Defining the Eras
Two survey questions were used to classify veterans by the era in which they served: the date they entered the service, and the length of time that they were in the military. Based on these two pieces of information and the official starting and ending dates of major U.S. conflicts, veterans were assigned to one of five eras:
World War II/Korea (1941-53) consists of all those who served in the military between the start of U.S. involvement in World War II and the end of the Korean War. Sample size: 269.
Post-Korea/Pre-Vietnam (1954-63) includes those who entered service after the Korean War and were discharged before the start of the Vietnam War. Sample size: 144.
Vietnam (1964-73) includes those who served in the Vietnam. Sample size: 522.
Post-Vietnam/Pre-9/11 (1974 until Sept. 11, 2001) includes those who entered the military after the Vietnam War and were discharged before 9/11. Sample size: 198.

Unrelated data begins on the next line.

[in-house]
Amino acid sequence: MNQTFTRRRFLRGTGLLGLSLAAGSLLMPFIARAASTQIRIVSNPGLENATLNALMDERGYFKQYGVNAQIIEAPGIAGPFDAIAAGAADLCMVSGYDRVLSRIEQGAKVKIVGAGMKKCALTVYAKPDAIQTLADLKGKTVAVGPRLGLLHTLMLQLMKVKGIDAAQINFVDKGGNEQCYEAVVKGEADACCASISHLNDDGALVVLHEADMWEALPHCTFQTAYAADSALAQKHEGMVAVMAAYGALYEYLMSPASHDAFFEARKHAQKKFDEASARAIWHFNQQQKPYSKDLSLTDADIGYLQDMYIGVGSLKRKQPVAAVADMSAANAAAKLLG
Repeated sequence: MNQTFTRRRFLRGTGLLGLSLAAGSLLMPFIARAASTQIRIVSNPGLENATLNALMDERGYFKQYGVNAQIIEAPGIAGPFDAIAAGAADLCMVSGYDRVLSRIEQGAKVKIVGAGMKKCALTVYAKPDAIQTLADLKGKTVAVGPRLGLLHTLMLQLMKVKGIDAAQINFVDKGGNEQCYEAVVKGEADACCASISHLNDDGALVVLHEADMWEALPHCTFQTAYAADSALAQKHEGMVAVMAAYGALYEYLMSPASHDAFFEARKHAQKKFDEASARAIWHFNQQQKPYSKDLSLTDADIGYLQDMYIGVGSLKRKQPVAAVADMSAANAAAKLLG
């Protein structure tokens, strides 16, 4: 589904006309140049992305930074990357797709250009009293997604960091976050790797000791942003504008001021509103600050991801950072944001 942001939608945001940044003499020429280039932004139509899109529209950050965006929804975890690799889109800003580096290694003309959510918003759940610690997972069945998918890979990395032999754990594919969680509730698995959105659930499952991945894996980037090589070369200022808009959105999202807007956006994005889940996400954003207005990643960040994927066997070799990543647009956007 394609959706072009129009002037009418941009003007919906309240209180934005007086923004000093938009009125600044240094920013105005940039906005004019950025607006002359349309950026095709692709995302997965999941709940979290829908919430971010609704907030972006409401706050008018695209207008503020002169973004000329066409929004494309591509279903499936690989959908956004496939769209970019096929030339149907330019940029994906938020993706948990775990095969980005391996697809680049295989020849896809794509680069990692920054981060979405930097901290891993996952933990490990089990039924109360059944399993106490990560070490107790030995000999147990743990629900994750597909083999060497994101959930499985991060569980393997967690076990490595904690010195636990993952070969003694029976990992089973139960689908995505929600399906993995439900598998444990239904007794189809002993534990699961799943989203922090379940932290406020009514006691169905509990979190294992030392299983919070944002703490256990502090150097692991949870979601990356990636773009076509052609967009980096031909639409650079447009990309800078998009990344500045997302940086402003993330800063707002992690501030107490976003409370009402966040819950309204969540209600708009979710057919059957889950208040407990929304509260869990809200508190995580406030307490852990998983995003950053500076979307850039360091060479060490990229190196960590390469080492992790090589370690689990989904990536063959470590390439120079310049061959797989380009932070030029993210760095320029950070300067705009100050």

Post-9/11 (2001-) includes those who have served at any point after the 9/11 terrorist attacks, regardless of when they enlisted. Sample size: 712.
Deployments also have had a negative impact on the relationship between many military parents and their children, recent veterans say. Among post-9/11 veterans who were parents while they served, slightly more than four-in-ten veterans (44%) report that their deployments had hurt their relationship with their children, compared to 34% of parents who served before 9/11. These strains were felt in roughly equal proportions by post-9/11 parents who served in combat zones (45%) and in noncombat areas (41%).